Lessons learned the hard way — a Microsoft alum's guide to buying and implementing technology

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ACI Learning Chief Marketing Officer Scott Horn has decades of experience at the intersections of technology and marketing. Throughout that career, he has compiled notes — based on his experience — on making good technology investments for business. Here is what he has learned...

A good technology choice is one that has the capabilities needed with the productivity required at a cost point that works. Outcome = capabilities + productivity + cost.

When a bad process meets a great technology, you get a more expensive, more painful process. Redesign the process before adding technology. Too often, people think adding technology will solve their problem — it won’t — it just makes it a more expensive problem.

Not all processes should be automated with technology. Good candidates for automation are high frequency, low variance processes with clearly defined steps. Start with the more expensive ones and then work down the list. Low frequency processes are best left to people unless they’re extraordinarily expensive.

A well-defined process can be expressed as “if condition A then take action X else if condition B then take action Y” and so on. If a process can’t be written out that clearly then more work is needed to define it before automating it or investing in technology for it.

In fact, effective technologies can be made into expensive messes without clear processes and thoughtful design. CRM software is a great example — many companies take a perfectly good technology platform and reduce it to a perfectly useless CRM with inaccurate, out of date information and wildly inefficient design. It’s just like a hammer.
You can use a hammer to drive a nail or to accidentally hammer your thumb. Same hammer. Don’t blame the hammer, fix the process.

Don’t ever buy a technology without having an internal person that has ownership of it as part of their job and knows how to use it. Avoid the trap of thinking any technology is so easy someone will just figure it out. Not without training and experience.

Understand the cost curve for the technology you’re buying. A technology that is 10% cheaper to buy and 10X harder to use will quickly cost more than a technology that is 10% more expensive and 10X easier to use for a lot of people. Don’t underestimate the importance of self-serve for technologies that are used broadly. If you buy a technology platform that requires highly specialized — and expensive — expertise, then you are limiting the scale you can operate. You’ll quickly end up with more people needing help than resources that can provide that help.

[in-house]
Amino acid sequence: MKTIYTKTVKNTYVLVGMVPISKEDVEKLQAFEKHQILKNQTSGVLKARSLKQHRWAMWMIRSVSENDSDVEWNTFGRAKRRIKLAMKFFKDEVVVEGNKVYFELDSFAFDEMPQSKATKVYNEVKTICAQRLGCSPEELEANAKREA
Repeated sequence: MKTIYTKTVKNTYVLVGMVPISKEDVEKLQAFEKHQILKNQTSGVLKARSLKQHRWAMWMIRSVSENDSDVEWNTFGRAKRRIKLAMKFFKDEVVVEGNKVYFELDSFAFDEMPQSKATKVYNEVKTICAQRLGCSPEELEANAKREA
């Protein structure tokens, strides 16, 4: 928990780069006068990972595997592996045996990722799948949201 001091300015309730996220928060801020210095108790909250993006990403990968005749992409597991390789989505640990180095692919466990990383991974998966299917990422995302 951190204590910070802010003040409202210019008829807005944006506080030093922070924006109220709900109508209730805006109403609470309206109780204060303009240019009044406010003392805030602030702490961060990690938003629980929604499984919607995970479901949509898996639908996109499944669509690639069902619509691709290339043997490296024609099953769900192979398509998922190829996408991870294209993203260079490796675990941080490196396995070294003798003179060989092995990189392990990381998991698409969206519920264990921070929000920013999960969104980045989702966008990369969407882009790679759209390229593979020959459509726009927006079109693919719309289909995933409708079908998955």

Note: The last two comments don’t conflict. A technology can be easy to use and enable self-serve for a broad set of tasks, but you still need expertise in administering and managing that technology.

Avoid building custom applications and extensions for any technology as much as possible. The more vanilla and out of the box your implementation is the easier it is to maintain and migrate it forward to future versions. If your solution requires a lot of custom application work, then that’s a warning that you picked the wrong technology. And it that decision will get more expensive over time because you’ll have to update all your custom applications every time your technology vendor decides – without your input — to make changes that break it.

Be wary of technology vendors and consultants who can’t easily explain things or even worse say that everything you want to do requires lots of development time. They either don’t understand the technology they’re promoting or they’re looking at you as a nice revenue stream. Run from both.

Allowing “black boxes” — systems and technology you don’t understand or that no one you work with seems to understand is a catastrophe waiting to happen. A day will come when that system or technology blows up and no one will know what to do. Don’t tolerate black boxes ever — everything system and tech should be transparent and clearly understood.

When you get an unexpected outcome from your systems and tech you should be able to look at your system and know why it happened so you can make the necessary changes. If you don’t understand why it happened, then you have a very big problem.

Technology platforms — like almost all big scale markets — consolidate around a small set of winners. Markets for CRMs and Marketing Automation Platforms look a lot like the markets for airlines, banks and phone companies. They all have 2 – 3 big winners that have lots of 3rd party technology integrations and broad developer communities. The benefit of these solutions is that they are relatively cheap to integrate, and expertise is widely available and relatively inexpensive.

Teams tend to pick the tech they’ve used previously. When you let a team pick a tech that isn’t one of the 2 – 3 big winners in a space then you end up with an increasingly expensive solution and a team that has fantastic job security.

The longer you wait to move off a bad technology platform the more expensive it is. Kicking the can down the road for a while increases costs exponentially as more things get integrated into the platform, more processes get built around it and more people become familiar with it.

Most technology failures are due to not understanding the total cost. Total cost includes the direct licensing costs and all the development and maintenance costs to keep the tech going – whether internal or external. It also includes a productivity tax.

The classic phrase “no one ever got fired for buying X” can be dangerous. Maybe the companies that bought that perfectly good technology had internal capabilities to run it or lots of $ to hire external consultants to get it going. The technology may be fine, it just may not be fine for you.



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